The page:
imagine its value to the practitioner:
Take white great mallows, or Hollyhocke, mixe them with
the whites of egges, and anoint thy body with it, and let it be
until it be dried up. And after anoint thee with alom, and after-
ward cast it on small brimstone, beaten into powder: for the fire
is enflamcd on it, and hurtcrh not. And if thou make upon the
palme of thy hand, thou shalt be able to hold the fire without hurt.

A warlock and his witch companion making secret potions.

The second preparation must have been particularly useful,

for it enabled one to See Deep into Water, read books by night.
Anoint thy face with the blood of the Keremouse or Bat; and
thou shalt doe as I say.
Turning to other sources, we find there were still more sug-
gestions as to how one could conjure up visions of the future in
the mind. In one manuscript, the following ingredients ground to-
gether were said to be most effective:
Fumigate yourself with linseed and seed of psellium, or with
violet roots and wild parsley and you will see future events.7
The senses were also believed to be heightened by making,
little balls of the bigness of peas in this manner:
Take nutmeg, aloes, wood, mastik, saffron, cinnamon, myrtle,
mixed with rose-water, clove, olibanum, frankincense and myrrh,
amber, bdellium, red storax [styrax] and a little ambergris and
musk. All these made into a body and then into little balls which
should be cast into an earthen pot over a clear charcoal fire. After
they be hardened they can be stored and8 when taken in the mouth
as the choicest food will have great effect.
Finally, we find in the grimoire of a Scottish warlock a recipe
for the Devils Ale which will guard against insanity and cause
you to enjoy all the hours of the day. As a cocktail served at a
twentieth-century party, it could hardly be anything less than
Ale hassock, lupine, carrot, fennel, radish, betony, water-
agrimony, marche, rue, wormwood, cats mint, elecampane, en-
chanters nightshade, wild teazle and garlic.

1. Discoverie of Witchcraft. 1584.
2. Ecstasy of Witches. 1615.
3. Undated Manuscript (probably seventeenth-century) Bibliotheque Na-
tionale, Paris.
4. Rawlinson Ms. British Museum.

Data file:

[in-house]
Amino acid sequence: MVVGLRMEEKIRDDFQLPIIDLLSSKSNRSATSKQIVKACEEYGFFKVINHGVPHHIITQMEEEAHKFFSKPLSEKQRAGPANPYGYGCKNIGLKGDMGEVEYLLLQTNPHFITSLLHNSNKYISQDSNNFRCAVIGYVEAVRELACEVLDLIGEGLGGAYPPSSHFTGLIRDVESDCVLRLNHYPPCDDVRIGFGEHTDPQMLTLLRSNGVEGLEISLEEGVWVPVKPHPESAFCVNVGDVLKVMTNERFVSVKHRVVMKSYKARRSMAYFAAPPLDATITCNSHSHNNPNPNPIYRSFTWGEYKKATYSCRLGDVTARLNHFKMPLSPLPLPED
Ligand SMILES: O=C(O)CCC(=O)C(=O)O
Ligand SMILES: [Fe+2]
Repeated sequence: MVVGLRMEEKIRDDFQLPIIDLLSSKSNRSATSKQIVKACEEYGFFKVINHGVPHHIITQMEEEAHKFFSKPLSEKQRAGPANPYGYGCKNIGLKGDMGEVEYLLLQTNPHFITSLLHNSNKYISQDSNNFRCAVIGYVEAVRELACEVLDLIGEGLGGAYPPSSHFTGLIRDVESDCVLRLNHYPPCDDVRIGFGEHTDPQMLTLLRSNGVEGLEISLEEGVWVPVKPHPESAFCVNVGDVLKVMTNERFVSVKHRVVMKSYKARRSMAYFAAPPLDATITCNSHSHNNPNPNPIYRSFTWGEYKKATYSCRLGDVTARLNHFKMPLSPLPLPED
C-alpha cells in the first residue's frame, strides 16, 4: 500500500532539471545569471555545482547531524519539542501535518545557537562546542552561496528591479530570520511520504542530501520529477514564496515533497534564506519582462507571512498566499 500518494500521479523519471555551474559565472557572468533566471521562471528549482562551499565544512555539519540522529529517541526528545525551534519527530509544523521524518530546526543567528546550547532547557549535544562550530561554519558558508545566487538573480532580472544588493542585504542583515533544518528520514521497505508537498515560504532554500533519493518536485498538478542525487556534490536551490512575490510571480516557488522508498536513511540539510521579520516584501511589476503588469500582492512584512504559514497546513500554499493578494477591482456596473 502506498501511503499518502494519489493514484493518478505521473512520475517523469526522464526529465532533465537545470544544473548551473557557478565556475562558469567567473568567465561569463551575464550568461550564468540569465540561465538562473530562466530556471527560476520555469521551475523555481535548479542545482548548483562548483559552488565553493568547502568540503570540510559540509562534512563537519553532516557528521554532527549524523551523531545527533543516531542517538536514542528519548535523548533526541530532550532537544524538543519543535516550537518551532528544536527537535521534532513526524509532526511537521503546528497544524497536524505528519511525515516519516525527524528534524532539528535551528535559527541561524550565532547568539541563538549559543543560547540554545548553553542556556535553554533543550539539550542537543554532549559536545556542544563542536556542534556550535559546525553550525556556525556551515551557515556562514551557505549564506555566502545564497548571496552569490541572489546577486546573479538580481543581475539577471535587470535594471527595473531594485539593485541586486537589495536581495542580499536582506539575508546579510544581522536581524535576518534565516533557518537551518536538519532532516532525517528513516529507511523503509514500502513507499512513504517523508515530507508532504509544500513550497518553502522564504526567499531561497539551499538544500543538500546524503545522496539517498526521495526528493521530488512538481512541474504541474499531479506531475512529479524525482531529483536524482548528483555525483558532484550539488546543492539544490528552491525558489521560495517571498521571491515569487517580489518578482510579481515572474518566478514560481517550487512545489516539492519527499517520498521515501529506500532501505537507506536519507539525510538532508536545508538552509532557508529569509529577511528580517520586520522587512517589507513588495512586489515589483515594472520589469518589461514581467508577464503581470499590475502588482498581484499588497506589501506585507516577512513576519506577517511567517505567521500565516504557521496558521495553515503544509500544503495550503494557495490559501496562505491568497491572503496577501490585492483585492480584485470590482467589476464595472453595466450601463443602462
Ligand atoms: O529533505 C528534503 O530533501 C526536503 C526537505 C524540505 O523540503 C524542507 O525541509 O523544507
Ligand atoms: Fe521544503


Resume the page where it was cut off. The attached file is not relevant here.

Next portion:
5. Ibid.
6. Leechbook. n.d.
7. Phantastica. n.d.
8. Leechbook. n.d.
9. Undated Manuscript (probably seventeenth-century) Edinburgh University.
The Ancient Secrets
Read these exorcisms advisedly and you may be
sure to conjure them without crossings; and if
any man long for secret things, this only book
can best fit him.
Devil's Incarnat

There were few powers that the witches and warlocks strove
more determinedly after than that of invisibility. To them it was
a supreme achievement, the proof that they had mastered the very
darkest secrets of their craft. The ability to dissolve slowly into
mist and then magically reappear was held by many of them in
higher esteem than being able to raise demons and spirits, conjuring
the affections of men and women and even communicating with
the dead. It was felt to demand the most conscientious devotion
to evil, the most careful observation of ritual detail andmost im-
portant of allprovide the witch or warlock with the most fearful
power he could hope to possess. A malicious or spiteful neighbor
-even a member of the secret artwould surely think twice be-
fore incurring the anger of a man who could revenge himself at
any time and not even be seen doing it!
Various formulae for invisibility are recorded in the earliest
grimoires and manuscripts, and they make an ideal starting point
for this final section devoted to the ancient secrets of Black Magic.
As might be expected, the rituals are both gruesome and demand-
ingtake this one from the sixteenth century, Grimorium Verum,
for instance:
Collect five black beans. Start the rite on a Wednesday before
sunrise. Then take the head of a dead man, and put one of the
black beans in his mouth, two in his eyes and two in his ears. Then
make upon his head the character which follows here:

When you have done this, bury the head, with the face up-
wards, and for nine days, before sunrise, water it each morning
with excellent brandy.
On the ninth, when you return, you will find that the beans
are germinating. Take them and put them in your mouth, and look
at yourself in a mirror. If you can see nothing, it is well. Test the
others in the same way, either in your mouth, or in that of a child.
Those which do not confer invisibility are to be reburied with the
Some earlier spells than this were much simpler, but apparently
were little regarded by the practitioners of Black Magic. One
anonymous writer of a fourteenth-century manuscript had little
time for the idea that a person could become invisible merely by
carrying the heart of a bat under the right arm. But, on the other
handby practical experience perhaps?he placed great store on
the wearing of a specially constructed ring on the little finger of the
right hand. It was called the Ring of Gyges and made of fixed
mercury into which is set a little stone to be found in a lapwings
nest. Around the stone must be engraved the words Jesus passant
+ par le milieu deux + sen allait. The instructions then went
on: You can then become visible or invisible at will by just turn
ing the stone inward or outward.
Two hundred years later, a famous magician and alchemist